Bill Jones,
Turn to Me
(Compass, 2002)

Bill Jones is young, talented and armed with a recording contract and the potential for wide distribution. She's also a girl (Bill, I've learned, is short for Belinda), but that's not really the point -- this young Staffordshire soprano has a foot up on a productive career.

Turn to Me is a pleasant introduction to this young British folksinger. Jones isn't breaking new ground here, but she's honing her skills on an album made up mostly of traditional pieces given fresh service with her clear, sweet vocals and solid arrangements.

Traditional songs include "Mist Covered Mountains," "The Handsome Cabin Boy," "The Fisherboy," "Taimse im Chodladh," "Long John Moore," "Young Waters" and "The Wee Croppy Tailor." She's not afraid to put herself out there, either, as she shows on a lovely a cappella rendition of "A Brisk Young Sailor."

Her arranging skills are displayed best in her combination of Andy Irvine's "Blood & Gold" and Buffy Ste. Marie's "The Universal Soldier," blended with hints of "Swallowtail Jig" and a strong piano line underscoring Jones's sincere vocals. "A Jug of This" is subtle in its driving energy, but it's another prime example of her fledgling skill. Jones makes only a few attempts at composition, but her original work is strong enough to suggest there's more to come.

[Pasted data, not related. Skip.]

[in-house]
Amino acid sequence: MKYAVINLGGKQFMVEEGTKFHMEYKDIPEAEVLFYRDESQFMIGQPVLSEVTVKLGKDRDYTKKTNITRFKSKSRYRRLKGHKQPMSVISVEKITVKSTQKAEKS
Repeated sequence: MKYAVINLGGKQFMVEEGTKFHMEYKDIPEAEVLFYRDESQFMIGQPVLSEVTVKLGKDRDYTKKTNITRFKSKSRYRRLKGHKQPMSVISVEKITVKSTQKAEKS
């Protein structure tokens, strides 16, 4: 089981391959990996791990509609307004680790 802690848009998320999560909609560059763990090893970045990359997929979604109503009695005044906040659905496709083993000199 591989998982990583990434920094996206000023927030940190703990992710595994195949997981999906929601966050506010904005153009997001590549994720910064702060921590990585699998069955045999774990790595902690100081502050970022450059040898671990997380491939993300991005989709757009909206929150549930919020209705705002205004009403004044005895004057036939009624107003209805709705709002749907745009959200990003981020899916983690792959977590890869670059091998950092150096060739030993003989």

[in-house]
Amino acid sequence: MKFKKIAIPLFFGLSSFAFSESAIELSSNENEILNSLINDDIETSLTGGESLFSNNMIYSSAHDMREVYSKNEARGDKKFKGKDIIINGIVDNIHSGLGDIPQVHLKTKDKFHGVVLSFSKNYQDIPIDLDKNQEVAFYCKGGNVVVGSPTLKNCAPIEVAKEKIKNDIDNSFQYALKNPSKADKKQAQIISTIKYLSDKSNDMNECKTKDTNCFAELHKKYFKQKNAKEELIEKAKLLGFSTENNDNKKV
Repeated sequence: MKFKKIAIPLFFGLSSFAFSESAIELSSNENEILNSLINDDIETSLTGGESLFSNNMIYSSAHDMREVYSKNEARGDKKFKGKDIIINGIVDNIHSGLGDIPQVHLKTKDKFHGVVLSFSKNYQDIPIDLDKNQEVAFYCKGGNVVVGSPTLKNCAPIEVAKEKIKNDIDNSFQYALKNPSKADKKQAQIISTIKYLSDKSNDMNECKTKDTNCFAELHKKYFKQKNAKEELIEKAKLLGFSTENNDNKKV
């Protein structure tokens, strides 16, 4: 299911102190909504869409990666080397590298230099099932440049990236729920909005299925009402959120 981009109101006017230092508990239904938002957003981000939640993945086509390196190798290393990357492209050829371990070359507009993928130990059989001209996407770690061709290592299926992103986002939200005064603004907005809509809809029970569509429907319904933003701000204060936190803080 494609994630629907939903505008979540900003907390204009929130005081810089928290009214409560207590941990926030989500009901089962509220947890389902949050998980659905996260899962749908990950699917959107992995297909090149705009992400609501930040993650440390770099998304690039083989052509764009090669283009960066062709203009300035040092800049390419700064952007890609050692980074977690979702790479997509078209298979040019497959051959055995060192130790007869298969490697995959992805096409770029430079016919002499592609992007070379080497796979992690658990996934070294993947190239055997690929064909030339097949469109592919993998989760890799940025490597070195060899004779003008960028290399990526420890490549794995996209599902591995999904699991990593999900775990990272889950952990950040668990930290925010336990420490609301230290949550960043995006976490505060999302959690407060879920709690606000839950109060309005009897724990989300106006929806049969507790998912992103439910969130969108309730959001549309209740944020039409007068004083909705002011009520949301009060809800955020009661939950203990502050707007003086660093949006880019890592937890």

Besides singing on nearly every track, Jones plays piano, accordion, flute and whistles. She's joined by Simon Haworth (guitar and cittern) and Saskia Tomkins (fiddle and cello). She sings ballads with a crisp intonation that makes it easy to follow the tales; she sings of love and other feelings with the sound of more experience -- and, at times, a hint of eroticism -- than her years would suggest.

Bill Jones is poised to take her next musical step. With luck, she'll resist the urge to overproduce her next album, avoiding the easy flash of a plugged-in band, while continuing to explore traditional ideas and develop her obvious talents for arranging and composing songs.

- Rambles
written by Tom Knapp
published 1 February 2003

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